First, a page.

This year Judge James B. McKean made himself obnoxious to the Saints in Utah by his absurd rulings and his judicial persecutions of the "Mormons". The settlements of the Saints on the Muddy, in Nevada, were vacated because of the excessive taxation. The people in Utah again subscribed liberally towards emigrating the poor Saints from Europe. The first Utah edition of the Book of Mormon was printed. Several hundred stands of the Italian honey-bee were imported into the Territory. The Utah Southern Railway was built to Draper, Salt Lake Co. Latter-day Saint Sunday Schools were organized in all the large branches of the Church in the Scandinavian mission.
January. Tues. 17.--The Utah Southern Railway Company was organized, with Wm. Jennings as president.
Thurs. 19.--Mary Phillips, one of the old Herefordshire (England) Saints, died at Kaysville, Davis Co.
February.--Judge McKean made some absurd rulings in the naturalization of foreigners, making their belief in polygamy a test question.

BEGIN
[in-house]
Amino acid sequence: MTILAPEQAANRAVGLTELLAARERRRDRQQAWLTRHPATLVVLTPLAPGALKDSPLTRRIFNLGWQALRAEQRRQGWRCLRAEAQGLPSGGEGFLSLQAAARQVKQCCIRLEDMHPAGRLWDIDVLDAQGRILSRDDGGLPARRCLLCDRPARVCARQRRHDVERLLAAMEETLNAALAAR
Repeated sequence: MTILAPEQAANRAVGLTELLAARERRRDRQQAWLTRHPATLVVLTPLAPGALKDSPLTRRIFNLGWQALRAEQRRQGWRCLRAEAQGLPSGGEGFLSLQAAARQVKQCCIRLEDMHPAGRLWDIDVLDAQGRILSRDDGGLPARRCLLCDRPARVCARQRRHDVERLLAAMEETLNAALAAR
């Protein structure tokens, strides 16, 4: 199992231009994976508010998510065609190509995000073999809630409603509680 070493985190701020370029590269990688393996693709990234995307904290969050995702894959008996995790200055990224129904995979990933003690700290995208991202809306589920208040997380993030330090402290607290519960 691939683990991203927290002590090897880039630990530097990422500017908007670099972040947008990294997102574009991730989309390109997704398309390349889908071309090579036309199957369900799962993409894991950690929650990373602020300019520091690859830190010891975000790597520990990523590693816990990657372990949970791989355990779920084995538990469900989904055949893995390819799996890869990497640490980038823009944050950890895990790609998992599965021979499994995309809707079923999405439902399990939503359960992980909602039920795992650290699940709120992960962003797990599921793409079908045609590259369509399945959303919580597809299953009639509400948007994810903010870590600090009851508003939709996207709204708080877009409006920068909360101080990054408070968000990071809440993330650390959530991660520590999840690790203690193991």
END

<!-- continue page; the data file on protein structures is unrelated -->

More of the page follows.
--The settlements of St. Joseph, St. Thomas and Overton, on the Muddy, were broken up, because of their being set off into Nevada, where taxation was oppressive.
Thurs. 2.--The nomination of Geo. L. Woods, of Oregon, for governor of Utah,and Geo.A.Black, of Illinois, for secretary, was confirmed by the U., S. Senate.
Mon. 6.--The meeting house, tithing office and post office in Pleasant Grove, Utah Co., was burned.
Fri. 10.--Pres. Brigham Young and Geo. A. Smith arrived in Salt Lake City from their winter visit to St. George.
Sun. 19.--The new governor, Geo. L. Woods, arrived in Salt Lake City.
March.--Geo. R. Maxwell's infamous memorial, praying for a seat in Congress, as a contestant against Wm. H. Hooper, was presented to Congress.
Thurs. 9.--The Deseret Philharmonic Society was organized in Salt Lake City, with David O. Calder as president.
Mon. 13.--Bishop Alfred Cordon died at Willard City, Box Elder Co.
Sat. 18.--Commercial Street, Salt Lake City, was opened.
Mon. 27.--The Salt Lake fire department was reorganized.
Fri. 31.--The Emma mine, in Little Cottonwood Canyon, was sold for $1,500,000.
April.--Numerous grasshoppers appeared in the northern part of Cache County. During the summer these insects again damaged the crops considerably in various parts of the Territory.